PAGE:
Primed to Fight The Government: The Patriot Movement

patriots

A fast-growing U.S. movement armed with guns and the Constitution sees a dire threat to liberty

B.J. Soper took aim with his AR-15 semiautomatic rifle and fired a dozen shots at a human silhouette target. Soper’s wife and their 16-year-old daughter practiced drawing pistols. Then Soper helped his 4-year-old daughter, in pink sneakers and a ponytail, work on her marksmanship with a .22-caliber rifle.

Deep in the heart of a vast U.S. military training ground, surrounded by spent shotgun shells and juniper trees blasted to shreds, the Central Oregon Constitutional Guard was conducting its weekly firearms training.

“The intent is to be able to work together and defend ourselves if we need to,” said Soper, 40, a building contractor who is an emerging leader in a growing national movement rooted in distrust of the federal government, one that increasingly finds itself in armed conflicts with authorities.

Those in the movement call themselves patriots, demanding that the federal government adhere to the Constitution and stop what they see as systematic abuse of land rights, gun rights, freedom of speech and other liberties.

Law enforcement officials call them dangerous, delusional and sometimes violent, and say that their numbers are growing amid a wave of anger at the government that has been gaining strength since 2008, a surge that coincided with the election of the first black U.S. president and a crippling economic recession.

Soper started his group, which consists of about 30 men, women and children from a handful of families, two years ago as a “defensive unit” against “all enemies foreign and domestic.” Mainly, he’s talking about the federal government, which he thinks is capable of unprovoked aggression against its own people.

The group’s members are drywallers and flooring contractors, nurses and painters and high school students, who stockpile supplies, practice survival skills and “basic infantry” tactics, learn how to treat combat injuries, study the Constitution and train with their concealed handguns and combat-style rifles.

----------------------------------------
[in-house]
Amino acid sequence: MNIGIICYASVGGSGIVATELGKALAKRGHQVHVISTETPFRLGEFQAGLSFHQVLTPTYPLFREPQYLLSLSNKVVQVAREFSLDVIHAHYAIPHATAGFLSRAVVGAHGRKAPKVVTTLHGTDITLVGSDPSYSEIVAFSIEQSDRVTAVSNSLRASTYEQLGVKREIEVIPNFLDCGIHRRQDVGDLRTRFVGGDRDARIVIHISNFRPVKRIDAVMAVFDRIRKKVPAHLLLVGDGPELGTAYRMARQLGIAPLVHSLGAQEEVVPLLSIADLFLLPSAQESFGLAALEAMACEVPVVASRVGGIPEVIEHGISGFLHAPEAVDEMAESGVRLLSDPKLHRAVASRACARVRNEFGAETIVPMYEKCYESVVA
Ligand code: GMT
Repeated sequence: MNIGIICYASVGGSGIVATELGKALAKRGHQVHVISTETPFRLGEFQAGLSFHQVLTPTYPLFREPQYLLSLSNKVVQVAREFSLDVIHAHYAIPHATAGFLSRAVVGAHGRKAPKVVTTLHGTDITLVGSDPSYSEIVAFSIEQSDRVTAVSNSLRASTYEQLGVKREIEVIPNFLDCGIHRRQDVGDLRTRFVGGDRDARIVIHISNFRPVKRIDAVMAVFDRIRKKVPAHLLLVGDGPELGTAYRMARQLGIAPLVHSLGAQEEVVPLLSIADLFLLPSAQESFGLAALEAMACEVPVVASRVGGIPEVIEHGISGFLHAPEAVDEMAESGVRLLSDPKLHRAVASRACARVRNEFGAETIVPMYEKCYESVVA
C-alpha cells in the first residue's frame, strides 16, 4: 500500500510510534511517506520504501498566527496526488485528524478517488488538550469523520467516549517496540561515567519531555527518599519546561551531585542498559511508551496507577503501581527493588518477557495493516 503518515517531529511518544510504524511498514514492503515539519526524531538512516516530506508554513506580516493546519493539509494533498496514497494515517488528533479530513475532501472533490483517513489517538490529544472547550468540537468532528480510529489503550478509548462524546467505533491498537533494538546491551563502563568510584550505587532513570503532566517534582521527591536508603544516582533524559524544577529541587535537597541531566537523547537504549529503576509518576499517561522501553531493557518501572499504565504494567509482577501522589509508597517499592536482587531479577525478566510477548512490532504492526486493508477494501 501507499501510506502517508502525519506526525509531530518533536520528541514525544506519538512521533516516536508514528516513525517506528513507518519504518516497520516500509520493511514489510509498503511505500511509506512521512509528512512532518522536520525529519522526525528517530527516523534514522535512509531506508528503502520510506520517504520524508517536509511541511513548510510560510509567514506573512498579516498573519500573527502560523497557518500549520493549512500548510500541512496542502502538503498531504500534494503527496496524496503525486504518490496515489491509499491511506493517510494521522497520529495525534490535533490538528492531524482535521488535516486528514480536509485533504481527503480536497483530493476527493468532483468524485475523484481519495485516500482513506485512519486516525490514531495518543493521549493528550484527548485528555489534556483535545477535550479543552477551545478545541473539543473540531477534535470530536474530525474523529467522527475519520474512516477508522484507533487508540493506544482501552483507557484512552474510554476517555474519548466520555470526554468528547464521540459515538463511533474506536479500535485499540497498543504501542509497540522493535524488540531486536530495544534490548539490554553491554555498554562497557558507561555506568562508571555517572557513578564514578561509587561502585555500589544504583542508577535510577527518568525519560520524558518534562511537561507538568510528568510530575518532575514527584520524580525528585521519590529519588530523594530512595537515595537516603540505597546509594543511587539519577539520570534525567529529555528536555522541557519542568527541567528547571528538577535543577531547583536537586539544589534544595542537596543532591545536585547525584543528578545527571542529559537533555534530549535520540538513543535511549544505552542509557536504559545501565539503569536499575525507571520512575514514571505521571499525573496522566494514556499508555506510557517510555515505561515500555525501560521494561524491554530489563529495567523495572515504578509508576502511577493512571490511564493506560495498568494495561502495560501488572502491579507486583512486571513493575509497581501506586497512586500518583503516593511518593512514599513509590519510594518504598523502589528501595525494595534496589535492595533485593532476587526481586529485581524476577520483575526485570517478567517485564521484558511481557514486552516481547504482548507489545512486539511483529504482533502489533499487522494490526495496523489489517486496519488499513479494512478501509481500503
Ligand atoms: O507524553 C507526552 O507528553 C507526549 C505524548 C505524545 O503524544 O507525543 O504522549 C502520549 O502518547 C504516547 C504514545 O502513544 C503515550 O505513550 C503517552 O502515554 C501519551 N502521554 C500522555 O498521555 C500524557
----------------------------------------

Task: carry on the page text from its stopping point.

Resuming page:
“It doesn’t say in our Constitution that you can’t stand up and defend yourself,” Soper said. “We’ve let the government step over the line and rule us, and that was never the intent of this country.”

Read the Remainder at Washington Post

 

 

 

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2 thoughts on “Primed to Fight The Government: The Patriot Movement

  1. Reblogged this on The way I see things … and commented:
    We are out here! All shapes, ages and sizes, varying levels of training, different degrees of preparedness – some military (Vets) but all of us are prepared to defend the #Constitution!

    #Threepers #Threepercenters #IIIPercent
    We ARE the people!

    “Now a “Second Wave” is spreading across the country, especially in the West, fueled by the Internet and social media. J.J. MacNab, an author and George Washington University researcher who specializes in extremism, said social media has allowed individuals or small groups such as Soper’s to become far more influential than in the 1990s, when the groups would spread their message through meetings at local diners and via faxes.”

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